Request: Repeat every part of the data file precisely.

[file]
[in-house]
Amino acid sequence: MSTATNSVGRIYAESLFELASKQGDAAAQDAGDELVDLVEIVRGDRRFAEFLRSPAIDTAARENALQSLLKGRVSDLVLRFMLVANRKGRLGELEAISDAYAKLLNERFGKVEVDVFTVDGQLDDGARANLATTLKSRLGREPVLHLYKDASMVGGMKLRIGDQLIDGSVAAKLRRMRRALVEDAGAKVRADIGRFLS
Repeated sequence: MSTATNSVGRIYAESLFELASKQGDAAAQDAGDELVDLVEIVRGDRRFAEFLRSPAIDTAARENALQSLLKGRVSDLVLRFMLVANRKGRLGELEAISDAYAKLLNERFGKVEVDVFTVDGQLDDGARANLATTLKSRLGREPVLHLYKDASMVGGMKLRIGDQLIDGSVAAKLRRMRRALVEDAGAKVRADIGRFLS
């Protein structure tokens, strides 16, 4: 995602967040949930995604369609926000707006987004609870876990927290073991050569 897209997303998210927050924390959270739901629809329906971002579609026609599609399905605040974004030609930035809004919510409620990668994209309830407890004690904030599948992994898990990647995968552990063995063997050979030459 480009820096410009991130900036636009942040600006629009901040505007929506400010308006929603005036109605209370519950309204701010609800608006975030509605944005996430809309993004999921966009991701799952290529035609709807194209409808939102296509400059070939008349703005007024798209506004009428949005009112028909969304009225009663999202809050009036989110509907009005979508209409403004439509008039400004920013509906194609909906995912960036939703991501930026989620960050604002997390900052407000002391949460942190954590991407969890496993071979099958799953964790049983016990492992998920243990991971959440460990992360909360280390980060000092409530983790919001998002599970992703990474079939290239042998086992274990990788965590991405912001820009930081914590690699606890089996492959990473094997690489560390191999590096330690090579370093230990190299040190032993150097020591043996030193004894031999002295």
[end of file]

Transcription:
[in-house]
Amino acid sequence: MSTATNSVGRIYAESLFELASKQGDAAAQDAGDELVDLVEIVRGDRRFAEFLRSPAIDTAARENALQSLLKGRVSDLVLRFMLVANRKGRLGELEAISDAYAKLLNERFGKVEVDVFTVDGQLDDGARANLATTLKSRLGREPVLHLYKDASMVGGMKLRIGDQLIDGSVAAKLRRMRRALVEDAGAKVRADIGRFLS
Repeated sequence: MSTATNSVGRIYAESLFELASKQGDAAAQDAGDELVDLVEIVRGDRRFAEFLRSPAIDTAARENALQSLLKGRVSDLVLRFMLVANRKGRLGELEAISDAYAKLLNERFGKVEVDVFTVDGQLDDGARANLATTLKSRLGREPVLHLYKDASMVGGMKLRIGDQLIDGSVAAKLRRMRRALVEDAGAKVRADIGRFLS
């Protein structure tokens, strides 16, 4: 995602967040949930995604369609926000707006987004609870876990927290073991050569 897209997303998210927050924390959270739901629809329906971002579609026609599609399905605040974004030609930035809004919510409620990668994209309830407890004690904030599948992994898990990647995968552990063995063997050979030459 480009820096410009991130900036636009942040600006629009901040505007929506400010308006929603005036109605209370519950309204701010609800608006975030509605944005996430809309993004999921966009991701799952290529035609709807194209409808939102296509400059070939008349703005007024798209506004009428949005009112028909969304009225009663999202809050009036989110509907009005979508209409403004439509008039400004920013509906194609909906995912960036939703991501930026989620960050604002997390900052407000002391949460942190954590991407969890496993071979099958799953964790049983016990492992998920243990991971959440460990992360909360280390980060000092409530983790919001998002599970992703990474079939290239042998086992274990990788965590991405912001820009930081914590690699606890089996492959990473094997690489560390191999590096330690090579370093230990190299040190032993150097020591043996030193004894031999002295």